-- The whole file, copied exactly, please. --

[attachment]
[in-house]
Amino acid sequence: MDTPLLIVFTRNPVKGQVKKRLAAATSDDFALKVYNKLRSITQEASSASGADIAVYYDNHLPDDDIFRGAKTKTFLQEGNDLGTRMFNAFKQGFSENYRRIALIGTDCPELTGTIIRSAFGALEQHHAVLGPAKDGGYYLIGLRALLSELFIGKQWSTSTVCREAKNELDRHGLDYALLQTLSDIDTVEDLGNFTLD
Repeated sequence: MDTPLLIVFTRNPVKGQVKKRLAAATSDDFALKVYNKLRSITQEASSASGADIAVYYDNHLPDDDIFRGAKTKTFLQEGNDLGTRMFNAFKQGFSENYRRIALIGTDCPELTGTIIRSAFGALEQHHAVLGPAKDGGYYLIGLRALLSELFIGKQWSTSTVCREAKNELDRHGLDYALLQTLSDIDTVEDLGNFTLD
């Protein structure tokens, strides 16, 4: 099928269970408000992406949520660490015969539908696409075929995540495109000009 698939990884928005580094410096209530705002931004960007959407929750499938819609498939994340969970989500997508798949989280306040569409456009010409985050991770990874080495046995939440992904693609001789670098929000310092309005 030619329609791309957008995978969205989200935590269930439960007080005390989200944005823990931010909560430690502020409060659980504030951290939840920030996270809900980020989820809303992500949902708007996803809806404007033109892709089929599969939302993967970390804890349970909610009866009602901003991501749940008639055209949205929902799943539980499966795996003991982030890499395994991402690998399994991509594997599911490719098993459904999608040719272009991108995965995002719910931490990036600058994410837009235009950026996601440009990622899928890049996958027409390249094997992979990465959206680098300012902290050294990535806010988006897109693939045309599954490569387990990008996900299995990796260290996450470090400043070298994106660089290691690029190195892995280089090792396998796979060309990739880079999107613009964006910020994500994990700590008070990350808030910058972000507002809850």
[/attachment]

[in-house]
Amino acid sequence: MDTPLLIVFTRNPVKGQVKKRLAAATSDDFALKVYNKLRSITQEASSASGADIAVYYDNHLPDDDIFRGAKTKTFLQEGNDLGTRMFNAFKQGFSENYRRIALIGTDCPELTGTIIRSAFGALEQHHAVLGPAKDGGYYLIGLRALLSELFIGKQWSTSTVCREAKNELDRHGLDYALLQTLSDIDTVEDLGNFTLD
Repeated sequence: MDTPLLIVFTRNPVKGQVKKRLAAATSDDFALKVYNKLRSITQEASSASGADIAVYYDNHLPDDDIFRGAKTKTFLQEGNDLGTRMFNAFKQGFSENYRRIALIGTDCPELTGTIIRSAFGALEQHHAVLGPAKDGGYYLIGLRALLSELFIGKQWSTSTVCREAKNELDRHGLDYALLQTLSDIDTVEDLGNFTLD
């Protein structure tokens, strides 16, 4: 099928269970408000992406949520660490015969539908696409075929995540495109000009 698939990884928005580094410096209530705002931004960007959407929750499938819609498939994340969970989500997508798949989280306040569409456009010409985050991770990874080495046995939440992904693609001789670098929000310092309005 030619329609791309957008995978969205989200935590269930439960007080005390989200944005823990931010909560430690502020409060659980504030951290939840920030996270809900980020989820809303992500949902708007996803809806404007033109892709089929599969939302993967970390804890349970909610009866009602901003991501749940008639055209949205929902799943539980499966795996003991982030890499395994991402690998399994991509594997599911490719098993459904999608040719272009991108995965995002719910931490990036600058994410837009235009950026996601440009990622899928890049996958027409390249094997992979990465959206680098300012902290050294990535806010988006897109693939045309599954490569387990990008996900299995990796260290996450470090400043070298994106660089290691690029190195892995280089090792396998796979060309990739880079999107613009964006910020994500994990700590008070990350808030910058972000507002809850």